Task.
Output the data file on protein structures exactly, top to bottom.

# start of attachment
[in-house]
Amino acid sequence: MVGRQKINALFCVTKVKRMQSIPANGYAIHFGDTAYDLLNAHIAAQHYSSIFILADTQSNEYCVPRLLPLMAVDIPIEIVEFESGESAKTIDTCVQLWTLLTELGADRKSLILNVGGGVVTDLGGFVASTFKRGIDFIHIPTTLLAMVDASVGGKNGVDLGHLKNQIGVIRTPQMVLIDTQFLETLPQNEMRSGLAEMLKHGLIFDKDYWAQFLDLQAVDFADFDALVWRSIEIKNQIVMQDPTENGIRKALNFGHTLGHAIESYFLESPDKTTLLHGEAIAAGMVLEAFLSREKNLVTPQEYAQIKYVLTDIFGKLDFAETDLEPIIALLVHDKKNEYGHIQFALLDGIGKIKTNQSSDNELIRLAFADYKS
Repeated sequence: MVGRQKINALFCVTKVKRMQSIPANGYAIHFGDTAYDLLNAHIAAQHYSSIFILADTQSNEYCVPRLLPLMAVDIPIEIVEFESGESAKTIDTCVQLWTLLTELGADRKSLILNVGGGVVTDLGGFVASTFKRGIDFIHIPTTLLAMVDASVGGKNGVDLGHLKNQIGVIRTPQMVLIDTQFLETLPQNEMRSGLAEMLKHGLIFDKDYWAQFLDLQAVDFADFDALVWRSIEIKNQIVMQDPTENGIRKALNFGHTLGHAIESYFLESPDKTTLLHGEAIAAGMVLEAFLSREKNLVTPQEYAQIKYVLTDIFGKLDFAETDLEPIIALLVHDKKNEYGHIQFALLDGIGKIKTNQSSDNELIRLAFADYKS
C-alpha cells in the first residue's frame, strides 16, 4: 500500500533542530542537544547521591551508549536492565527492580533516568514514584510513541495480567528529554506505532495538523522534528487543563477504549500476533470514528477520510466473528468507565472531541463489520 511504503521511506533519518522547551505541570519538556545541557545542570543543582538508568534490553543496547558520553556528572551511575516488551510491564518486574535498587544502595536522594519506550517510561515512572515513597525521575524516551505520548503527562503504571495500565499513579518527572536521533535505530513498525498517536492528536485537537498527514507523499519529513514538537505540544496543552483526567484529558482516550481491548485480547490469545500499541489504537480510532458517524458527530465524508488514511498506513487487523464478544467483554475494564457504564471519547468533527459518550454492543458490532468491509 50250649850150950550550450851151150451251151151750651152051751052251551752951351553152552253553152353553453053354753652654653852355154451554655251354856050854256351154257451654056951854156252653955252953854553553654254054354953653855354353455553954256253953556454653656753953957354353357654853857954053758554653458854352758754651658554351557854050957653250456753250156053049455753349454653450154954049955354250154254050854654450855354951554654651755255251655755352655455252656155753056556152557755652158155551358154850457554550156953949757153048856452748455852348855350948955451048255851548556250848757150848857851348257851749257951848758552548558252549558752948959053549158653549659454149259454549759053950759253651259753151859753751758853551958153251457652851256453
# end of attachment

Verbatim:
[in-house]
Amino acid sequence: MVGRQKINALFCVTKVKRMQSIPANGYAIHFGDTAYDLLNAHIAAQHYSSIFILADTQSNEYCVPRLLPLMAVDIPIEIVEFESGESAKTIDTCVQLWTLLTELGADRKSLILNVGGGVVTDLGGFVASTFKRGIDFIHIPTTLLAMVDASVGGKNGVDLGHLKNQIGVIRTPQMVLIDTQFLETLPQNEMRSGLAEMLKHGLIFDKDYWAQFLDLQAVDFADFDALVWRSIEIKNQIVMQDPTENGIRKALNFGHTLGHAIESYFLESPDKTTLLHGEAIAAGMVLEAFLSREKNLVTPQEYAQIKYVLTDIFGKLDFAETDLEPIIALLVHDKKNEYGHIQFALLDGIGKIKTNQSSDNELIRLAFADYKS
Repeated sequence: MVGRQKINALFCVTKVKRMQSIPANGYAIHFGDTAYDLLNAHIAAQHYSSIFILADTQSNEYCVPRLLPLMAVDIPIEIVEFESGESAKTIDTCVQLWTLLTELGADRKSLILNVGGGVVTDLGGFVASTFKRGIDFIHIPTTLLAMVDASVGGKNGVDLGHLKNQIGVIRTPQMVLIDTQFLETLPQNEMRSGLAEMLKHGLIFDKDYWAQFLDLQAVDFADFDALVWRSIEIKNQIVMQDPTENGIRKALNFGHTLGHAIESYFLESPDKTTLLHGEAIAAGMVLEAFLSREKNLVTPQEYAQIKYVLTDIFGKLDFAETDLEPIIALLVHDKKNEYGHIQFALLDGIGKIKTNQSSDNELIRLAFADYKS
C-alpha cells in the first residue's frame, strides 16, 4: 500500500533542530542537544547521591551508549536492565527492580533516568514514584510513541495480567528529554506505532495538523522534528487543563477504549500476533470514528477520510466473528468507565472531541463489520 511504503521511506533519518522547551505541570519538556545541557545542570543543582538508568534490553543496547558520553556528572551511575516488551510491564518486574535498587544502595536522594519506550517510561515512572515513597525521575524516551505520548503527562503504571495500565499513579518527572536521533535505530513498525498517536492528536485537537498527514507523499519529513514538537505540544496543552483526567484529558482516550481491548485480547490469545500499541489504537480510532458517524458527530465524508488514511498506513487487523464478544467483554475494564457504564471519547468533527459518550454492543458490532468491509 50250649850150950550550450851151150451251151151750651152051751052251551752951351553152552253553152353553453053354753652654653852355154451554655251354856050854256351154257451654056951854156252653955252953854553553654254054354953653855354353455553954256253953556454653656753953957354353357654853857954053758554653458854352758754651658554351557854050957653250456753250156053049455753349454653450154954049955354250154254050854654450855354951554654651755255251655755352655455252656155753056556152557755652158155551358154850457554550156953949757153048856452748455852348855350948955451048255851548556250848757150848857851348257851749257951848758552548558252549558752948959053549158653549659454149259454549759053950759253651259753151859753751758853551958153251457652851256453